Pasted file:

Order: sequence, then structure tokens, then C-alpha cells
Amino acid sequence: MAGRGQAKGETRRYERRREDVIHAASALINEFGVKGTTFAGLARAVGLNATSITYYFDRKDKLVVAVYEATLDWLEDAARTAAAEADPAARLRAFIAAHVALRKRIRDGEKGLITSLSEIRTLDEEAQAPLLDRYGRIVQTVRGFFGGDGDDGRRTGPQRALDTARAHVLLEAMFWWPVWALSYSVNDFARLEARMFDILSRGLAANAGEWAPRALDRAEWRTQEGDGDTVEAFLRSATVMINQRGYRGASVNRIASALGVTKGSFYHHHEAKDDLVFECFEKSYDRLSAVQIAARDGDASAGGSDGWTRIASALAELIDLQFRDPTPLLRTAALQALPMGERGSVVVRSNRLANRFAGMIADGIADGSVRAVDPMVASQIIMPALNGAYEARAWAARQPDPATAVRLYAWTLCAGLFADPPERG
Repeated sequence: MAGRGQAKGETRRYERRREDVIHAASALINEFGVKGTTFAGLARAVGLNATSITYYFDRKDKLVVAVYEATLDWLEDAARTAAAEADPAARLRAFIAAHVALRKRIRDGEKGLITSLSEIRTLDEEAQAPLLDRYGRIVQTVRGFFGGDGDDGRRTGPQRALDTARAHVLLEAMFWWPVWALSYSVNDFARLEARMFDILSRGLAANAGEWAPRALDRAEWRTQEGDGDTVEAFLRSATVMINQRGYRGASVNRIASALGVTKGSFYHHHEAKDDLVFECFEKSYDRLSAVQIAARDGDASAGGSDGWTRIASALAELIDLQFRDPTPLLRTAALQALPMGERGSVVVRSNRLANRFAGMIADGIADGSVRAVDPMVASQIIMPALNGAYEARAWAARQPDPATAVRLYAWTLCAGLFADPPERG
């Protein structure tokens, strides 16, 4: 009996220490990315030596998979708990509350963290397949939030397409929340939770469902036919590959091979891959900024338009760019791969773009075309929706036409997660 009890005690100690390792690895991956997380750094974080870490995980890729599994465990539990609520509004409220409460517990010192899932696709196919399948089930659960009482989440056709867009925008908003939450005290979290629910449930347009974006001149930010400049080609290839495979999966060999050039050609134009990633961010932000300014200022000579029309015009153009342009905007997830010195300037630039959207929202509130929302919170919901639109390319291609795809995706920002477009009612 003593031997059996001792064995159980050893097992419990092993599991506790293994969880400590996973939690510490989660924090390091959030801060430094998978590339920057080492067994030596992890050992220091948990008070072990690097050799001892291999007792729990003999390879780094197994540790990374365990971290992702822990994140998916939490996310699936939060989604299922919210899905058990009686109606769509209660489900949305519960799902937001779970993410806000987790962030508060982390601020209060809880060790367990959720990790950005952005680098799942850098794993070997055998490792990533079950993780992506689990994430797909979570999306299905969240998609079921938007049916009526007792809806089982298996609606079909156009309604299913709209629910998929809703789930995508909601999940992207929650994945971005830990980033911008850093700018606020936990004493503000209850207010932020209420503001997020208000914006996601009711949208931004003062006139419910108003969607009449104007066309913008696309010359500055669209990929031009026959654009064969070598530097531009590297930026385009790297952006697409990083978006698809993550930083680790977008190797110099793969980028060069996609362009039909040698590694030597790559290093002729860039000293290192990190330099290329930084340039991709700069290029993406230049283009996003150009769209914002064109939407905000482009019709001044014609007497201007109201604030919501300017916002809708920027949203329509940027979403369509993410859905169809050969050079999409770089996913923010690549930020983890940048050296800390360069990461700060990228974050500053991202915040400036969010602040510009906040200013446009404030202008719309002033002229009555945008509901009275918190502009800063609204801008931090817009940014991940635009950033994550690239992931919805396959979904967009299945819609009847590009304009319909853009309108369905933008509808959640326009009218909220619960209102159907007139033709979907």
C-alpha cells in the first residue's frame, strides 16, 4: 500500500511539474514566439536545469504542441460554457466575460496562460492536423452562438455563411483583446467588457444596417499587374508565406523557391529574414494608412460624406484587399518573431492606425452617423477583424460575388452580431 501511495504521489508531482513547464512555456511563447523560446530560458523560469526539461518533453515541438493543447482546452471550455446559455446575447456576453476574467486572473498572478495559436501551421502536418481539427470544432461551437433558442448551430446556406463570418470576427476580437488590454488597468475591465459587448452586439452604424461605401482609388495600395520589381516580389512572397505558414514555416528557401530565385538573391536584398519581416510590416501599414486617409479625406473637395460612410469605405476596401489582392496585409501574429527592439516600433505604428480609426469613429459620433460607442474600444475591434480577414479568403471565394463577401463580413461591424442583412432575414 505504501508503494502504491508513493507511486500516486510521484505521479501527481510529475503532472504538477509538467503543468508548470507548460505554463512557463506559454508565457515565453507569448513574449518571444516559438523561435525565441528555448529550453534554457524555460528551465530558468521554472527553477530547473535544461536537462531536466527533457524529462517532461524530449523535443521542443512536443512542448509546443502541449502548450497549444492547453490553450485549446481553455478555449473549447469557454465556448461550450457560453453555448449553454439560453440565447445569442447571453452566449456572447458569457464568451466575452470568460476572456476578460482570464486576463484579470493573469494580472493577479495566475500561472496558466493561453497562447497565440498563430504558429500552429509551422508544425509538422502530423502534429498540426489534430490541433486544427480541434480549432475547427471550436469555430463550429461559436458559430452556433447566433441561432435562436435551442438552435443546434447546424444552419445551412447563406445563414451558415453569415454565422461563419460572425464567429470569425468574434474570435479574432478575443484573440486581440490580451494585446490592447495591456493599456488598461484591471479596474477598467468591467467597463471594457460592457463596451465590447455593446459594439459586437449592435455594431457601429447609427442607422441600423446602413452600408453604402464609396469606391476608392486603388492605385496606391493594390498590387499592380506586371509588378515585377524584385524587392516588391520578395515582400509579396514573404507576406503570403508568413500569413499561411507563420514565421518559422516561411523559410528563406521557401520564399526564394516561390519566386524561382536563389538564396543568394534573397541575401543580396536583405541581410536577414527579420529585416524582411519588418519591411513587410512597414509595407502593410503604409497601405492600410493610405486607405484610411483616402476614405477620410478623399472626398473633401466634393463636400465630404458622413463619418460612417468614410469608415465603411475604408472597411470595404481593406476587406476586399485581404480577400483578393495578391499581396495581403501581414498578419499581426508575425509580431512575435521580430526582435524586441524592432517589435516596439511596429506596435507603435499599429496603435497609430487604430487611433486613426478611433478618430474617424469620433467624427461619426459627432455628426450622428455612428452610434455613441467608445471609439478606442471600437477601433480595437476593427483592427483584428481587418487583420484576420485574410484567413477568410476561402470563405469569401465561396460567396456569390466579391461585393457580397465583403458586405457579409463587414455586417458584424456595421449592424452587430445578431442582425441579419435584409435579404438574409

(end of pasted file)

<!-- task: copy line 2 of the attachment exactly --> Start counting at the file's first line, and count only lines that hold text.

Amino acid sequence: MAGRGQAKGETRRYERRREDVIHAASALINEFGVKGTTFAGLARAVGLNATSITYYFDRKDKLVVAVYEATLDWLEDAARTAAAEADPAARLRAFIAAHVALRKRIRDGEKGLITSLSEIRTLDEEAQAPLLDRYGRIVQTVRGFFGGDGDDGRRTGPQRALDTARAHVLLEAMFWWPVWALSYSVNDFARLEARMFDILSRGLAANAGEWAPRALDRAEWRTQEGDGDTVEAFLRSATVMINQRGYRGASVNRIASALGVTKGSFYHHHEAKDDLVFECFEKSYDRLSAVQIAARDGDASAGGSDGWTRIASALAELIDLQFRDPTPLLRTAALQALPMGERGSVVVRSNRLANRFAGMIADGIADGSVRAVDPMVASQIIMPALNGAYEARAWAARQPDPATAVRLYAWTLCAGLFADPPERG